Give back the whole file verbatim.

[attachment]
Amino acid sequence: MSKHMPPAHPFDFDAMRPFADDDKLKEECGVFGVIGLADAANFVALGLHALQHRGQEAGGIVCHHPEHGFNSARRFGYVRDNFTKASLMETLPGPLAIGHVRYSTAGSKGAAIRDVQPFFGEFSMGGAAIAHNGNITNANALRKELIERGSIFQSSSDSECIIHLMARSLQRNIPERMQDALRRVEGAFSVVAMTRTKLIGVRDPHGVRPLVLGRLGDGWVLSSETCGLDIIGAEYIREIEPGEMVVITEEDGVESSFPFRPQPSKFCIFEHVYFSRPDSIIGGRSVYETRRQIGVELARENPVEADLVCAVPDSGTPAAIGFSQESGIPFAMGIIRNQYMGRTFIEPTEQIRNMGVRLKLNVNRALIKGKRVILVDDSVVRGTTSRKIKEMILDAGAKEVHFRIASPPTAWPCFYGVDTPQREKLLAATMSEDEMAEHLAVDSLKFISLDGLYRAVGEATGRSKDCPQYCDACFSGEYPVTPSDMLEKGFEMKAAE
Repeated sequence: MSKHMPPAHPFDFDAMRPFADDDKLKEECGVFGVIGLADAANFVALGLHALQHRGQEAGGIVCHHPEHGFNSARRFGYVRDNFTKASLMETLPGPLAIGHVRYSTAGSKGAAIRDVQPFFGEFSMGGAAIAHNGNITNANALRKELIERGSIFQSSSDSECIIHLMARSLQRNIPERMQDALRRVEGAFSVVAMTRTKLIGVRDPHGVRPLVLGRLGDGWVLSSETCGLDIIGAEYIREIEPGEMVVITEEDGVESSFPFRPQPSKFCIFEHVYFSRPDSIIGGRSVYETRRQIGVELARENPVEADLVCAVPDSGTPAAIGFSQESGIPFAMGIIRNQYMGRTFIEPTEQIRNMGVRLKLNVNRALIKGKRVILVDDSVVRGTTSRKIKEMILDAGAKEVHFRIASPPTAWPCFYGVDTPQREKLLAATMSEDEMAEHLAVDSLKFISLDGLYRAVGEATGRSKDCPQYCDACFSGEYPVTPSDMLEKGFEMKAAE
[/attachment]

Amino acid sequence: MSKHMPPAHPFDFDAMRPFADDDKLKEECGVFGVIGLADAANFVALGLHALQHRGQEAGGIVCHHPEHGFNSARRFGYVRDNFTKASLMETLPGPLAIGHVRYSTAGSKGAAIRDVQPFFGEFSMGGAAIAHNGNITNANALRKELIERGSIFQSSSDSECIIHLMARSLQRNIPERMQDALRRVEGAFSVVAMTRTKLIGVRDPHGVRPLVLGRLGDGWVLSSETCGLDIIGAEYIREIEPGEMVVITEEDGVESSFPFRPQPSKFCIFEHVYFSRPDSIIGGRSVYETRRQIGVELARENPVEADLVCAVPDSGTPAAIGFSQESGIPFAMGIIRNQYMGRTFIEPTEQIRNMGVRLKLNVNRALIKGKRVILVDDSVVRGTTSRKIKEMILDAGAKEVHFRIASPPTAWPCFYGVDTPQREKLLAATMSEDEMAEHLAVDSLKFISLDGLYRAVGEATGRSKDCPQYCDACFSGEYPVTPSDMLEKGFEMKAAE
Repeated sequence: MSKHMPPAHPFDFDAMRPFADDDKLKEECGVFGVIGLADAANFVALGLHALQHRGQEAGGIVCHHPEHGFNSARRFGYVRDNFTKASLMETLPGPLAIGHVRYSTAGSKGAAIRDVQPFFGEFSMGGAAIAHNGNITNANALRKELIERGSIFQSSSDSECIIHLMARSLQRNIPERMQDALRRVEGAFSVVAMTRTKLIGVRDPHGVRPLVLGRLGDGWVLSSETCGLDIIGAEYIREIEPGEMVVITEEDGVESSFPFRPQPSKFCIFEHVYFSRPDSIIGGRSVYETRRQIGVELARENPVEADLVCAVPDSGTPAAIGFSQESGIPFAMGIIRNQYMGRTFIEPTEQIRNMGVRLKLNVNRALIKGKRVILVDDSVVRGTTSRKIKEMILDAGAKEVHFRIASPPTAWPCFYGVDTPQREKLLAATMSEDEMAEHLAVDSLKFISLDGLYRAVGEATGRSKDCPQYCDACFSGEYPVTPSDMLEKGFEMKAAE